# Contents

## Idea

An operator algebra is any subalgebra of the algebra of continuous linear operators on a topological vector space, with composition as the multiplication. In most cases, the space is a separable Hilbert space, and most attention historically has been paid to algebras of bounded linear operators. The operator algebras themselves are often equipped with their own topologies (e.g. norm topology, weak topology, weak$^*$ topology and so on) and sometimes involution. $C^*$-algebras are (in the complex case) norm-closed complex $*$-subalgebras of the algebra of the bounded linear operators on a Hilbert space. They can be however characterized structurally as a $*$-representation of a Banach algebra with involution satisfying some compatibility conditions; the latter could be called abstract $C^*$-algebras (or sometimes $B^*$-algebras). Every commutative unital $C^*$-algebra can be realized as an algebra of functions on a Hausdorff compact space, which is obtained as its Gel'fand spectrum.

Special class of $C^*$-algebras are von Neumann or $W^*$-algebras (see wikipedia), which are (in the complex case) weakly closed (closed in the weak topology) $*$-subalgebras of the algebra of bounded linear operators on a Hilbert space. In structural theory, an important role among von Neumann algebras is played by so-called factors, characterized by the property that their center is trivial ($1$-dimensional, consisting of “scalars”).

Operator algebras play major roles in functional analysis, representation theory, noncommutative geometry and quantum field theory.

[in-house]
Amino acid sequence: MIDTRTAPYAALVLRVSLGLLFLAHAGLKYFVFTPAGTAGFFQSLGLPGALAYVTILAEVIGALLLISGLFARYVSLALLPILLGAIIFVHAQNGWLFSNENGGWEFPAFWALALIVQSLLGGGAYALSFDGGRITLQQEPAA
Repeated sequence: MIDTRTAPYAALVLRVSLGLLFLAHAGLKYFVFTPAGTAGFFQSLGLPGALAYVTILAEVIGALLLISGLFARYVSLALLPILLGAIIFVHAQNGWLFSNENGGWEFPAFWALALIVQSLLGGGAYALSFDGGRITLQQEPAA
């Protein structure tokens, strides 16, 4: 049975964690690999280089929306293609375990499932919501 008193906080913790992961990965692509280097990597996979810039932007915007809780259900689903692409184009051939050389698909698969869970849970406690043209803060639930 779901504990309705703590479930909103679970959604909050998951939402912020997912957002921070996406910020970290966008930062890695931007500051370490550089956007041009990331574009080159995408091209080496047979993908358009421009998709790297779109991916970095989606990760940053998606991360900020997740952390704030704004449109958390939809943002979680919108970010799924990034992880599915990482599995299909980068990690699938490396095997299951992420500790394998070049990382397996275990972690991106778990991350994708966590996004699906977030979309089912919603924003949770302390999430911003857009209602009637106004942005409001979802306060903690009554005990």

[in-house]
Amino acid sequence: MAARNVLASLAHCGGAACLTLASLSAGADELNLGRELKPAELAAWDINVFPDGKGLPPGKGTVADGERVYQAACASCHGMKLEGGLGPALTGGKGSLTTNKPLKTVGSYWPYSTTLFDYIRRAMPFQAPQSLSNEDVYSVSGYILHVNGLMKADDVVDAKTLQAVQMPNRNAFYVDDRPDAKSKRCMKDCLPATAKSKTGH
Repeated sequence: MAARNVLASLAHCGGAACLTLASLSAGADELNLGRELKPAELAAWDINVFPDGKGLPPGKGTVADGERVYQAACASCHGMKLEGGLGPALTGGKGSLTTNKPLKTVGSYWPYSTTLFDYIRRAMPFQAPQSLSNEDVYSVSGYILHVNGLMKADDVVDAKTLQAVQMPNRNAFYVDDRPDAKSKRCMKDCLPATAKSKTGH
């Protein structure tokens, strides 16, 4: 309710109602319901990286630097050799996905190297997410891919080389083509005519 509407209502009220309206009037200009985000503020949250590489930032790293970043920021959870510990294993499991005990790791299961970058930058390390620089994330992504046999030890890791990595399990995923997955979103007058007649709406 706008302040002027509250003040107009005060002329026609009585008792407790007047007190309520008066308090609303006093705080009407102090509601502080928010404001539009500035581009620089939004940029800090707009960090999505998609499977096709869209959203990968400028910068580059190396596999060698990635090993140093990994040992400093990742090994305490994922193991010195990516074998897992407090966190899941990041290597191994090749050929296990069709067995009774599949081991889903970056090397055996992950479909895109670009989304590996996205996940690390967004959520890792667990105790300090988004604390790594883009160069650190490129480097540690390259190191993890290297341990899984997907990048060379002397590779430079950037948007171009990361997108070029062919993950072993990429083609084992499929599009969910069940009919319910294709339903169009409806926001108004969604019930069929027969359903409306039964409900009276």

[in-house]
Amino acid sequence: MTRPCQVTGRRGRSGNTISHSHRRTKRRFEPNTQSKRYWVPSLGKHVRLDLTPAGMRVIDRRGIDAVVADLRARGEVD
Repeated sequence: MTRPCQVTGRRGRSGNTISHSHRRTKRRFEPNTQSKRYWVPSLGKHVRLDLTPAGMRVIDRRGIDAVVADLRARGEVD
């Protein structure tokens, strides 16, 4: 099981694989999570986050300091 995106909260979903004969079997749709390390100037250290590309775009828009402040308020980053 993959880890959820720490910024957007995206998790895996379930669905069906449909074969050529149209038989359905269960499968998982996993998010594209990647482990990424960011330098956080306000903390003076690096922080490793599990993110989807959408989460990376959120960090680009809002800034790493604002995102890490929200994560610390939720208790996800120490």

## Topics of interest for the understanding of AQFT

This paragraph will collect some facts of interest for the aspects of AQFT in the nLab. Unless stated otherwise all operator algebras will be assumed to be unital, i.e. having an identiy denoted by $\mathbb{1}$.

See states.

## References

There are a lot of textbooks about operator algebras, here are some examples:

The classic textbook is this:

• Kadison, Richard V.; Ringrose, John R., Fundamentals of the theory of operator algebras I and II, (ZMATH)

These have two accompanying volumes (same title, numbers III and IV) which contain complete solutions to the extensive list of excercises. Highly recommended.

One of the founders of the Tomito-Takesaki modular theory has recently published a three volume treatise in the Encyclopaedia of Mathematical Sciences:

Lecture notes with an eye towards application in quantum physics includes

There is also

Revised on October 12, 2013 21:47:23 by Toby Bartels (98.19.41.253)